Are you genetically susceptible to lung disease?

By Adam Florance
Thursday, 09 February, 2017

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A collaborative study involving the universities of Western Australia and Queensland has identified 43 new genes that may help those individuals most susceptible to deadly lung diseases such as asthma, emphysema, bronchitis, airway inflammation and airway narrowing.

Chronic obstructive pulmonary disease (COPD) is a reduction in lung function that can lead to symptoms that range from mild to severe. While it may not be a well-known acronym, it is the third-leading cause of death in humans.

The Busselton Health Study has provided a unique set of data with both traditional measurements for risk factors related to disease, with DNA samples. An international team analysed this data and identified 43 genes that will help to better understand how our lungs function and what to do when things go wrong.

According to UWA Clinical Professor Alan James, “It’s likely that in COPD, particularly severe cases, a combination of early development of the lungs and events in life will cause severe lung damage.”

Early exposure to cigarette smoke, poor nutrition and respiratory infections can affect lung function, as well as genetic factors.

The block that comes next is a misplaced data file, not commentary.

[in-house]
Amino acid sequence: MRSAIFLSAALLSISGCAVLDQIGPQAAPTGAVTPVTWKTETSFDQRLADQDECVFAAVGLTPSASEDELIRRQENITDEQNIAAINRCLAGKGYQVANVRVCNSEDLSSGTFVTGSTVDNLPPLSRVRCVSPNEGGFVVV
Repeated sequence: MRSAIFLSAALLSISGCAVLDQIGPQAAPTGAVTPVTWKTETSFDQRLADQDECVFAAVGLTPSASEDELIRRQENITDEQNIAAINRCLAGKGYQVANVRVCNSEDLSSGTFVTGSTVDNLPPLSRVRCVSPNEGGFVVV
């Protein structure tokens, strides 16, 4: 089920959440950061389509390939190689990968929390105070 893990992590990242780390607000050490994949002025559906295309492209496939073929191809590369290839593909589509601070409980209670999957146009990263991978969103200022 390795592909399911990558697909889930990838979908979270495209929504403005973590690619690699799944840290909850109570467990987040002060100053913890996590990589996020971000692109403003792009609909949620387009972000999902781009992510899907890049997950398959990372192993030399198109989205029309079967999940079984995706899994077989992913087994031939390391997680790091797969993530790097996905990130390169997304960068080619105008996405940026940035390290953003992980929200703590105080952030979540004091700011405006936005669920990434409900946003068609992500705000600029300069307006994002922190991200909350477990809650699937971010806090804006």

“An example of this was seen in the Busselton Health Study, where we studied more than 5000 people and showed that asthma and smoking had separate but additive effects on lung function,” said Professor James.

The results of the Busselton Health Study were compared with data from over 90,000 subjects across Europe and North America.

“The results have led to a much better understanding of how lung function can be decreased at different times of life and what interventions might be used to target specific proteins for prevention and treatment,” said Professor James.

The next step is determining if these 43 genes affect processes within the body that may alter lung function and use this information to create more tailored treatments for sufferers.

“We found that some of these genes influence inflammation (as in asthma and in cigarette smoking and infections), nerve function in smooth muscle (like that around the airways in the lung) and DNA control (as can occur in cigarette smoking),” said Professor James.

“By further examining patients with reduced lung function, we can look at how lung problems may be prevented through lifestyle changes and treated by medications.”

This research was published in the journal Nature Genetics.

Image credit: ©

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